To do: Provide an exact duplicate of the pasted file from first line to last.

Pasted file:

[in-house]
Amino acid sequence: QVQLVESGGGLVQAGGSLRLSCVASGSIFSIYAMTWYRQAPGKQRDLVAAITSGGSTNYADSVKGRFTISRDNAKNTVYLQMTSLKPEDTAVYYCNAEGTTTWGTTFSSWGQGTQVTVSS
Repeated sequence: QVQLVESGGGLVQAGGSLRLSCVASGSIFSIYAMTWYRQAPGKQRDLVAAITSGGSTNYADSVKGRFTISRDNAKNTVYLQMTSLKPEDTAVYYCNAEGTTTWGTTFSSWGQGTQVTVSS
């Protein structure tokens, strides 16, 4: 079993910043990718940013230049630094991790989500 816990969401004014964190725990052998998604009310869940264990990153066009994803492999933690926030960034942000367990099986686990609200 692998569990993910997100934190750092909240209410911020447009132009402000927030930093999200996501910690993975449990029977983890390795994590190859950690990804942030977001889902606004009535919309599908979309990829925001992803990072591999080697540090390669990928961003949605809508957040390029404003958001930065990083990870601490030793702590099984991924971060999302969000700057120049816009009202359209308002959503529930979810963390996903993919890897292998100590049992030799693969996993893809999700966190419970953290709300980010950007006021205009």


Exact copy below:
[in-house]
Amino acid sequence: QVQLVESGGGLVQAGGSLRLSCVASGSIFSIYAMTWYRQAPGKQRDLVAAITSGGSTNYADSVKGRFTISRDNAKNTVYLQMTSLKPEDTAVYYCNAEGTTTWGTTFSSWGQGTQVTVSS
Repeated sequence: QVQLVESGGGLVQAGGSLRLSCVASGSIFSIYAMTWYRQAPGKQRDLVAAITSGGSTNYADSVKGRFTISRDNAKNTVYLQMTSLKPEDTAVYYCNAEGTTTWGTTFSSWGQGTQVTVSS
């Protein structure tokens, strides 16, 4: 079993910043990718940013230049630094991790989500 816990969401004014964190725990052998998604009310869940264990990153066009994803492999933690926030960034942000367990099986686990609200 692998569990993910997100934190750092909240209410911020447009132009402000927030930093999200996501910690993975449990029977983890390795994590190859950690990804942030977001889902606004009535919309599908979309990829925001992803990072591999080697540090390669990928961003949605809508957040390029404003958001930065990083990870601490030793702590099984991924971060999302969000700057120049816009009202359209308002959503529930979810963390996903993919890897292998100590049992030799693969996993893809999700966190419970953290709300980010950007006021205009």